Yet a new term that seems to have been invented for marketing purposes. Well, actually it was not, and there is an original R&D story behind it.
Gemmotherapy is a branch of phytotherapy which uses plant embryonic tissue, more specifically buds, to treat certain ailments. It has been known since time immemorial. The use of buds dates back to the Middle Ages and the alchemist era, when syrups were made to treat respiratory diseases. Poplar buds were used to make ointments and pine tree buds to prepare syrups for throat use. At the same period, renowned abbess Saint Hildegard of Bingen added eight buds to her therapeutic drink preparation for the first time: apple, birch, blackcurrant, chestnut, ash, linden, wild rose, and poplar buds, as reported in her Book of Divine Works. But it is only in the 1960s that Belgian naturopath and physician Dr Pol Henry (1918-1988) drew inspiration from the results obtained by his colleague Neihans, who worked on embryonic cells of animal origin, to lay the foundations of what he would call “phytoembryotherapy”.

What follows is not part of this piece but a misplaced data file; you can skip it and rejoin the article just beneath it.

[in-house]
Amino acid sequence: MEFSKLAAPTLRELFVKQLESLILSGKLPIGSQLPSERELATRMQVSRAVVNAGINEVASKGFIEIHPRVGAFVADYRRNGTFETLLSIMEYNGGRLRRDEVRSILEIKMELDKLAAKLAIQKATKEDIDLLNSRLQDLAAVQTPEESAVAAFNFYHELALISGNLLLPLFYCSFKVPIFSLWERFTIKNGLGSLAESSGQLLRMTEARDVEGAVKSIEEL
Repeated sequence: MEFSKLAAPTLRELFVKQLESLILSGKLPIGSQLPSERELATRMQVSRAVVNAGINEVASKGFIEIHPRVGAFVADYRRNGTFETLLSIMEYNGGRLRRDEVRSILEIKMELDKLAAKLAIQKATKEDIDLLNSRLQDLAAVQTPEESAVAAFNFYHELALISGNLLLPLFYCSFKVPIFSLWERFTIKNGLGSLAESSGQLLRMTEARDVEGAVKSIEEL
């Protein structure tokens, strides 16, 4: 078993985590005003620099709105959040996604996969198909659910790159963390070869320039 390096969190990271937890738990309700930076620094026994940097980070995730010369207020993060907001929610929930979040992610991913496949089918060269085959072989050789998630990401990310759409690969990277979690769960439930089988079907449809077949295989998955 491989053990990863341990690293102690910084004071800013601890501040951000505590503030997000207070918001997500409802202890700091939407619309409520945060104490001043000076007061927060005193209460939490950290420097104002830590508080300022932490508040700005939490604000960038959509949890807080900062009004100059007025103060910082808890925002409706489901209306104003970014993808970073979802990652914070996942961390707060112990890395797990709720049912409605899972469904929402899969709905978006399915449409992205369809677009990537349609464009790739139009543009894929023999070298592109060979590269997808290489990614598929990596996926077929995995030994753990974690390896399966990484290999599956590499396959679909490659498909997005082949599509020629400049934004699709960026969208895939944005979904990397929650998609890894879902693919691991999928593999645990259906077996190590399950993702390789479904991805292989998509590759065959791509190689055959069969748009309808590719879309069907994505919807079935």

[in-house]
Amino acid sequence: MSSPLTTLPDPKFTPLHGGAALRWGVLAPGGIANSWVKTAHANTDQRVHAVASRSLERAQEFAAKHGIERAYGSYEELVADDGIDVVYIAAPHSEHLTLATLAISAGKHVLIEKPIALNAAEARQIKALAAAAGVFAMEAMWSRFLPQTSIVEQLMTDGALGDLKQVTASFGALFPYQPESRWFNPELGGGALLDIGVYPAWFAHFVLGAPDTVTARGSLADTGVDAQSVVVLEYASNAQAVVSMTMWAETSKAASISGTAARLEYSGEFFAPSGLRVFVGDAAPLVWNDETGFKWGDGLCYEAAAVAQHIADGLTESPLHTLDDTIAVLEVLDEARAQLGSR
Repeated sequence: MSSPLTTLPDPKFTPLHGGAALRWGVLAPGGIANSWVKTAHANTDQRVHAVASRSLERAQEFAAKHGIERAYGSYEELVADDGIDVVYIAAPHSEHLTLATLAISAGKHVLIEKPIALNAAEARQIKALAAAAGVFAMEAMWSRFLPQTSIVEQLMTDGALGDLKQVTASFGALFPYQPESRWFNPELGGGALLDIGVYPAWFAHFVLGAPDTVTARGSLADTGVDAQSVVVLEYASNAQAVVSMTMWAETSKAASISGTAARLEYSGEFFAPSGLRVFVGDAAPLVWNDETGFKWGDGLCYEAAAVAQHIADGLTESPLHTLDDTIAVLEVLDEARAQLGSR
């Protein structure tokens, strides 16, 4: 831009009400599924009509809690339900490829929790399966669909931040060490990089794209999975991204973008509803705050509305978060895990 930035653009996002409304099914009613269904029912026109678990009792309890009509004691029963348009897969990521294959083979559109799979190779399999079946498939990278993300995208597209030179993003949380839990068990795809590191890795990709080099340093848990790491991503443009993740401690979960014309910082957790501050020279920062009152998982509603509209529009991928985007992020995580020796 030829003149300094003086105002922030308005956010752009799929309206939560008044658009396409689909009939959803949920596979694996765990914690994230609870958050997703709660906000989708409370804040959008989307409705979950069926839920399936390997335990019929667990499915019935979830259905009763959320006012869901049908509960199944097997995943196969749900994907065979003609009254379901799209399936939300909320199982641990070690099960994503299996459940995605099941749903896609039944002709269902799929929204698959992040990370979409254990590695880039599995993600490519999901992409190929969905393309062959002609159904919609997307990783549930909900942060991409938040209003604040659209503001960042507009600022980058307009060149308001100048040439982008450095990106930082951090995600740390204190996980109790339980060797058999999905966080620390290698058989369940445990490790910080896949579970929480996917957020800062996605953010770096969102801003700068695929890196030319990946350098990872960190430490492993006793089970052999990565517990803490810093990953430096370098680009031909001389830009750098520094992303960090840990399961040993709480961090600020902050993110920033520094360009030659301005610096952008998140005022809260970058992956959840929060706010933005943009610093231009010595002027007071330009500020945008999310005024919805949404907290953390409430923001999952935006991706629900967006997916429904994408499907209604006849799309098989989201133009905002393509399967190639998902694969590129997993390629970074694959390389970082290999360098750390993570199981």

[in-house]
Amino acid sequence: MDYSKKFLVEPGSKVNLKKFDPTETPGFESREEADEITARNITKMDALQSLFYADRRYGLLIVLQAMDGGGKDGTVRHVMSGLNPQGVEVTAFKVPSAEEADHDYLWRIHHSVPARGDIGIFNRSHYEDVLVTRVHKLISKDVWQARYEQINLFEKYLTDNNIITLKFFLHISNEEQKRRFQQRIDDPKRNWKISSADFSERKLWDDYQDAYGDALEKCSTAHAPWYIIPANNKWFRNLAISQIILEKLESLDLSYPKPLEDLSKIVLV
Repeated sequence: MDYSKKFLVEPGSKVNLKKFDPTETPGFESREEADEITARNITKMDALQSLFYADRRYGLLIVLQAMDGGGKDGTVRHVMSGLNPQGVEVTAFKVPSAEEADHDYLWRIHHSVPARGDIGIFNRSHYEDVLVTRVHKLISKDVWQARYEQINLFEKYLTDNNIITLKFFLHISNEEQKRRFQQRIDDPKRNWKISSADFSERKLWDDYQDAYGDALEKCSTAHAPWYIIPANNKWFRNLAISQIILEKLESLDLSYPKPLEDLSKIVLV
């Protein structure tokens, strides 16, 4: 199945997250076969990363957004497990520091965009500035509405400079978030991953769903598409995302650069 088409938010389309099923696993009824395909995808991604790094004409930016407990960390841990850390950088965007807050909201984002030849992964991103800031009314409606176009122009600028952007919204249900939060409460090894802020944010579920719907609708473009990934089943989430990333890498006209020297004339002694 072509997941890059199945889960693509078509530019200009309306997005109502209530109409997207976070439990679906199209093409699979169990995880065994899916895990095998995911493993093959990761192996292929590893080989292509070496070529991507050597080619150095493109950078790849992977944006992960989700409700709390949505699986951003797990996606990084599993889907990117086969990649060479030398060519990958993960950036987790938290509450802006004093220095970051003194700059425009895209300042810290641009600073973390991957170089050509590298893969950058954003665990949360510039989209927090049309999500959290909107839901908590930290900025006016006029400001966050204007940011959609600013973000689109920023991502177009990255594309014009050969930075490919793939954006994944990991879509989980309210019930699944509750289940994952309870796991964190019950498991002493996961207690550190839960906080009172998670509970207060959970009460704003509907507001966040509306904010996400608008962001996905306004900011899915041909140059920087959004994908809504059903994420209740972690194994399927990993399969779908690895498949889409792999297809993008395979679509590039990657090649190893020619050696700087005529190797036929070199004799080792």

Dr Pol Henry
He extended this method to the plant kingdom by systematically studying a series of buds and sprouts. In the 1970s, homoeopath Max Tétau found a new name for phytoembryotherapy, “gemmotherapy”, which is now the widely recognized and accepted term. But the subject did not only change names, it also integrated principles that make it close to the theories and methods used in homoeopathy.
Derived from Latin word “gem”, which both means bud and gemstone, gemmotherapy only uses fresh embryonic tissue from plants, trees, and bushes, i.e. buds, sprouts, and rootlets. “Gem” also resulted in the word “gemmule”, which refers to the top part of a seed embryo: the germ.
Buds are believed to have more efficient therapeutic properties than the different parts of the grown plant. Since it is an embryo, the bud is said to bear the whole plant’s development potential, as if it were the roots, stems, flowers and fruit. The same goes for meristem: Pol Henry thought it contained the whole informative energy needed for the tree to grow. The bud also contains high concentrations of active elements, like hormones, trace elements, vitamins, minerals, and so on.